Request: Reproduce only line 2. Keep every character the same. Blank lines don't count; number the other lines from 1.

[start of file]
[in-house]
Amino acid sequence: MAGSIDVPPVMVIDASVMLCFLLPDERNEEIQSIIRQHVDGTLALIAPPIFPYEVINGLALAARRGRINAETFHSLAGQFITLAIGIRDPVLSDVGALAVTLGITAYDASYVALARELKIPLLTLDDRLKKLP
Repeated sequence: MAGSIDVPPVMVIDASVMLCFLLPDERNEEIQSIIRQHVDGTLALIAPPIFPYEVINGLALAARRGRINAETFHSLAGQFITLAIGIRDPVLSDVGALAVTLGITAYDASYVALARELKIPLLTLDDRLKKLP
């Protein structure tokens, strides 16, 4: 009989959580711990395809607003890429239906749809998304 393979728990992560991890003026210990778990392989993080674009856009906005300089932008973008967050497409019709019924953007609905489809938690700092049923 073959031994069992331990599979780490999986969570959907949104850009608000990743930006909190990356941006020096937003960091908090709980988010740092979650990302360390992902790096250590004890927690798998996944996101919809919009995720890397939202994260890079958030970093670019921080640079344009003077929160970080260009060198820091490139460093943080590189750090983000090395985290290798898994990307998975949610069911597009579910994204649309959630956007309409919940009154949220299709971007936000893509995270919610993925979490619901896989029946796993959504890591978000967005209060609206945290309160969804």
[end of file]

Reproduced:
Amino acid sequence: MAGSIDVPPVMVIDASVMLCFLLPDERNEEIQSIIRQHVDGTLALIAPPIFPYEVINGLALAARRGRINAETFHSLAGQFITLAIGIRDPVLSDVGALAVTLGITAYDASYVALARELKIPLLTLDDRLKKLP